Human Resources Director magazine spoke to Martin about retaining valuable staff in different ways other than promotion to management
Not all Executive Assistant job descriptions are created equally!
Have you been given a job description for an Executive Assistant role that barely scrapes the sides when it comes to detail? As the role is all about the relationship you have with the Executive/s and often develops as you get to know each other’s strengths and requirements, the official document that outlines the role in the beginning is often a template covering things like:
But how do you find out what the role is really about and how much time you are likely to be spending on the tasks that have been outlined to you? We have devised some questions that may assist next time you are in this position.
- Can you tell me what percentage of time I am likely to be spending on each of the tasks outlined in the job description? Asking this question will give you a better insight as to whether or not this role is for you. If you are told that 80% of your time will be spent on diary management and travel coordination, but you enjoy having a large component of project orientated work and stakeholder engagement clearly it’s not the role for you.
- How much travel does the Executive/s do and how much ‘down time’ is there in the role? We often hear from EA’s who look after Executives that travel quite a bit and don’t enjoy the down time in the role whilst they are away. If this is you and you are told that the Executive/s do travel a fair bit, enquire about the workload and what you are kept busy doing whilst the Executive is away from the office.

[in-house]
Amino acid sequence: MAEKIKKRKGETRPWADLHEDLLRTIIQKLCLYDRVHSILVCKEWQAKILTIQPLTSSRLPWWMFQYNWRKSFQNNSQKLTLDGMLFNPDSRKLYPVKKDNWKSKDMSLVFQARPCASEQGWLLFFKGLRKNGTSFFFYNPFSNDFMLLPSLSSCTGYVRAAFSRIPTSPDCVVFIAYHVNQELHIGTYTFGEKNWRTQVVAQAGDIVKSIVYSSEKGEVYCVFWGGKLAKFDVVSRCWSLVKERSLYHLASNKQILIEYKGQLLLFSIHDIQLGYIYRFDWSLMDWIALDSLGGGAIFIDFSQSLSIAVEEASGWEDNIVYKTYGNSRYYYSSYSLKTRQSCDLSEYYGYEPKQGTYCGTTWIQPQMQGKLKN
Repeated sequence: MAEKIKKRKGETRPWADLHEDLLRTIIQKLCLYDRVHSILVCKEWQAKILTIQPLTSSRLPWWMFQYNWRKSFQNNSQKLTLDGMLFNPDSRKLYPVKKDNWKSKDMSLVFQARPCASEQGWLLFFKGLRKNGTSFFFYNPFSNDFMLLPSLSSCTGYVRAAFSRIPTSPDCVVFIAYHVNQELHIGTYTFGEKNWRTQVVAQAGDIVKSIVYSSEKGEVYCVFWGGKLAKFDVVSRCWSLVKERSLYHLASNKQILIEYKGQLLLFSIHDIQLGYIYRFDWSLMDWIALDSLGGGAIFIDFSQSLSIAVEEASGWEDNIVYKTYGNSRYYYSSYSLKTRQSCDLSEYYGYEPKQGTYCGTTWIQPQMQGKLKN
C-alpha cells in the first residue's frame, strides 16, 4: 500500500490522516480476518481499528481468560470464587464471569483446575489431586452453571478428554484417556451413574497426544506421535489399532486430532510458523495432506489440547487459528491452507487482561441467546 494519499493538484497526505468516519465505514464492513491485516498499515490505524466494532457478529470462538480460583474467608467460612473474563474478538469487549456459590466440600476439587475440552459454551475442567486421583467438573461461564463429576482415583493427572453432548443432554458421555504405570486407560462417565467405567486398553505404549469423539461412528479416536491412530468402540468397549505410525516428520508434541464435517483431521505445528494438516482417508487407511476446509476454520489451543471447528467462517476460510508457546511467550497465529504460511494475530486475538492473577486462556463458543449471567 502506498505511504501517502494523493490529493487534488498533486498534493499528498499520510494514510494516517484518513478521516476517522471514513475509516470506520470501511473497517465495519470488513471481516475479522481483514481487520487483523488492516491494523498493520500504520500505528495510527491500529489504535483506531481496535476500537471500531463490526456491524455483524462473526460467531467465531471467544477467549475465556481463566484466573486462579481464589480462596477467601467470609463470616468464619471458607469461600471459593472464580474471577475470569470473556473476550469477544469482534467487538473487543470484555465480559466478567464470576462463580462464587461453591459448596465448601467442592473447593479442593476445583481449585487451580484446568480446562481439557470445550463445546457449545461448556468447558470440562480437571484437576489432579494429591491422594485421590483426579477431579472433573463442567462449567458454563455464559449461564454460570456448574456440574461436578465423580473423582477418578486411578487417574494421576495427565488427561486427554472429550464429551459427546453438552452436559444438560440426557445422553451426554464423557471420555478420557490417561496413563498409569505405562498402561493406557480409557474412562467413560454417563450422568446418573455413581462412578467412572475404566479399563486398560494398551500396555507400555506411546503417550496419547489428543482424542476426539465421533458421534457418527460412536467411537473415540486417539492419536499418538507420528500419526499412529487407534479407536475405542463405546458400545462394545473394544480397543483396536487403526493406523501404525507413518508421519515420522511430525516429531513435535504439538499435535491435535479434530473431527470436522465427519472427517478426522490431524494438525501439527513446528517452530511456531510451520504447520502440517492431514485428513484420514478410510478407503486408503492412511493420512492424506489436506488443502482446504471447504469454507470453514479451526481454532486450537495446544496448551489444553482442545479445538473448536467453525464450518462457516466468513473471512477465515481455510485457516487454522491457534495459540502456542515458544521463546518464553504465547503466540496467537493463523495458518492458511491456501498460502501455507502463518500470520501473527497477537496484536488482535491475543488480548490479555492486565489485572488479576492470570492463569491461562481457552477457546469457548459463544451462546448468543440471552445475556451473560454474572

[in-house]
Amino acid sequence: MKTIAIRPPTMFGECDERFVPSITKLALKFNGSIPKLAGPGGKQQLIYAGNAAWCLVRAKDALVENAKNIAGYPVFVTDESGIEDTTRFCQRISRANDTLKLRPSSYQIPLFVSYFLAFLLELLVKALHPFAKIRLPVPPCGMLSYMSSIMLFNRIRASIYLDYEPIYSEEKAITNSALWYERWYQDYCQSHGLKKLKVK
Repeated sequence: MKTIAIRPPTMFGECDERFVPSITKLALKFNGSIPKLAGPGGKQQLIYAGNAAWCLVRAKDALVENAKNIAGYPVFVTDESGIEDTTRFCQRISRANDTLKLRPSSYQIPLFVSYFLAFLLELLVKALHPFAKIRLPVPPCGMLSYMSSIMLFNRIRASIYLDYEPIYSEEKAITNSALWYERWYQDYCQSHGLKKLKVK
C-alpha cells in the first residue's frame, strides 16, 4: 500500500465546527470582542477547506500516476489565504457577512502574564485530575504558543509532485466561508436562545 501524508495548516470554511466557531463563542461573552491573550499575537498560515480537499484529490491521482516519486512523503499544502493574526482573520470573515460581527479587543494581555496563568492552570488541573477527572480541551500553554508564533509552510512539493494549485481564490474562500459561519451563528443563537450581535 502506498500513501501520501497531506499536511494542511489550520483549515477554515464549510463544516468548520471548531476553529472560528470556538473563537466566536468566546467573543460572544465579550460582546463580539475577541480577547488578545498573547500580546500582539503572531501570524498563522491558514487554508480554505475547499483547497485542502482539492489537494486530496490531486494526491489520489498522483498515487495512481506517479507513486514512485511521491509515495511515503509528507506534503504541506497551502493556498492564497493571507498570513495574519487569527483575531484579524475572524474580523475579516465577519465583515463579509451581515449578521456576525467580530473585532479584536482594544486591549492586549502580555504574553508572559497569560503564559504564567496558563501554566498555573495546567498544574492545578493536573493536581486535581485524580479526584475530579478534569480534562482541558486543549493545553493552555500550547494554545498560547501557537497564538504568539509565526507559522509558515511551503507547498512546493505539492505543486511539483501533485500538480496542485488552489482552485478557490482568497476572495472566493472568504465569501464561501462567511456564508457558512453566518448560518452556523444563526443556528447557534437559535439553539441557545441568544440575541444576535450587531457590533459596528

- Can you describe the management style of the Executive/s that I will be looking after? Understanding a little more about the style of the Executive can give you a hint on what your days will entail. For example if he/she is very hands on and interactive with their staff, it’s likely that you will be involved in a lot of meetings and internal communications with people, is that your thing? Or if they are not technologically savvy and you like to work alongside someone that is up to speed – it may not be the best match!
- Can you tell me about the best Executive Assistant that you have had in the past and why the relationship worked so well? There’s nothing like listening to someone describe what they think is a ‘top performer’. What sort of things do they highlight and does it sound like you – or ring out alarm bells? If they talk about the fact that they valued having someone that was on call 24/7 and you are more of a work/life balance individual it may not work!
- Can you tell me about any anticipated changes that may happen in my role or yours that will alter the tasks and responsibilities that I will be assigned? We all need to be adaptable to change these days and a good Executive Assistant should excel at it! However, if you are able to identify any major ones up front, changes that will really affect your satisfaction in the role, it will be a win win for both parties. There is no point starting a new job that you won’t be happy in long term – or an organisation going through an on boarding and training exercise if you are not going to stay.
- Which tasks have been the most challenging to handle on your behalf for previous incumbents of the role? What are the ‘pain points’ is what you are asking here! What are the things that are likely to be the most challenging, frustrating and cumbersome for you? Are they things that you have handled successfully in the past? Or are they likely to demotivate you in the role? For example is the organisation going through major change and is the Executive under a lot of pressure – are you prepared to ride the highs and lows with them through the a challenging time?